Visibility:

Visibility involves a platform from which victims can describe their pain and warn others. Preferably, again, the platform should come from the perpetrator or a credible independent organization that can help victims explain what happened for the purpose of both talking it out and convincing others to avoid similar risks or take appropriate preventive action. Some victimization lasts a lifetime. In the case of major disasters, invariably there will be monuments, remembrance sites, even living memorials that victims, survivors, and responders visit, talk about, and rely on. These are permanent visible symbols that recognize, redescribe, and remind the world of the suffering and sacrifice that took place. Name any major disaster dating back hundreds of years, and there is a memorial someplace, perhaps a place of worship, a graveyard, even some extraordinary monuments. And to this day you’ll find tourists, relatives, survivors, and responders at these places, visiting and coping.

Vindication:

Vindication occurs when victims can take credit for any actions the perpetrator takes to ensure that whatever happened to them will never be allowed to happen to others. Victims will describe these remedial actions and decisions as proof that they had an impact and that their suffering will now benefit others because of these new decisions, actions, and practices. Let it happen; let them take credit. It’s part of their rehabilitation and part of the restoration of the perpetrator’s reputation.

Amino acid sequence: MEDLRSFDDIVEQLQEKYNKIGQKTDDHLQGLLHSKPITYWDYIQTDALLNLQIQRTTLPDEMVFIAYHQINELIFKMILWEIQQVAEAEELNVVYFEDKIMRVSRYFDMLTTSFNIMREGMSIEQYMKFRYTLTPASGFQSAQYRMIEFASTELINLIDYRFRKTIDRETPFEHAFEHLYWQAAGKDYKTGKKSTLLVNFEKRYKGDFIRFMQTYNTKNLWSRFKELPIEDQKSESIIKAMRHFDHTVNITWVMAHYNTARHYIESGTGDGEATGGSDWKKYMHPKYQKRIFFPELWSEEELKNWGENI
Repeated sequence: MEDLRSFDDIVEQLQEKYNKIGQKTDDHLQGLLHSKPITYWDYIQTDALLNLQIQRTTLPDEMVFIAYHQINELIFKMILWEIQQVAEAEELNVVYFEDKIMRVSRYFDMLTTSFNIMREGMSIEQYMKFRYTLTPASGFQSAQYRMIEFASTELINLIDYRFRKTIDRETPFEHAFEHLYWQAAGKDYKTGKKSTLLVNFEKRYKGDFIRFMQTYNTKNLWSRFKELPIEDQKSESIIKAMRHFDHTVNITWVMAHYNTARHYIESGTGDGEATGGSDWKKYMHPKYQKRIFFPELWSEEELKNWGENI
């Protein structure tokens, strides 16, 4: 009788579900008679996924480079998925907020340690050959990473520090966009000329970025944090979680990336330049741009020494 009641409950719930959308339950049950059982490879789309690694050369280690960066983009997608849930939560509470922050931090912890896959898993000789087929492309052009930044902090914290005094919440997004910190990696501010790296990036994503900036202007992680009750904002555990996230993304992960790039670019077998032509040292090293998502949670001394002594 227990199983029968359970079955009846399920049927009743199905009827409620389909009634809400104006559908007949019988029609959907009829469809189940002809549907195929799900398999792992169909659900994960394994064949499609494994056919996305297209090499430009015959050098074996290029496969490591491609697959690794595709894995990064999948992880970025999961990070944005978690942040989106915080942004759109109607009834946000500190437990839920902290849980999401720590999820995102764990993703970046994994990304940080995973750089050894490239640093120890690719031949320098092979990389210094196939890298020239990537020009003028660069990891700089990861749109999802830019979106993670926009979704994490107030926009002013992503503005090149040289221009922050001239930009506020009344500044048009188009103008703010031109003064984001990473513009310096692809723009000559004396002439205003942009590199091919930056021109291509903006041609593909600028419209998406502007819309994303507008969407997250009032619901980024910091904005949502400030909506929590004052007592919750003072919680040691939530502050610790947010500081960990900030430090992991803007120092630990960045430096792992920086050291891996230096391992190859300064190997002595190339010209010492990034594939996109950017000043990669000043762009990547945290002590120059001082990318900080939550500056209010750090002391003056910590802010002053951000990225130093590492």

Extreme Empathy and Apology:

Apology has the atomic energy of empathy. If you want to stop bad news almost dead in its tracks, apologize. If you want to generally stop litigation and move to settlement, apologize. If you want to dramatically decrease the newsworthiness of almost any adverse situation, apologize. If you want to demonstrate that you truly care about the victims or the victimization you caused, apologize. While the lawyers may strongly advise against any form of apology because, under law, an apology is an admission, there is a growing body of evidence and data to demonstrate that apologies, promptly and sincerely delivered, virtually eliminate the potential for litigation. This means that while the lawyer’s advice needs to be listened to, if the victim refuses to sue, it may be time to find a lawyer specializing in negotiation, effective settlement options, rather than pursuing a futile effort to deny what the victim needs most— someone taking responsibility through settlement.

How Perpetrators Avoid Apologizing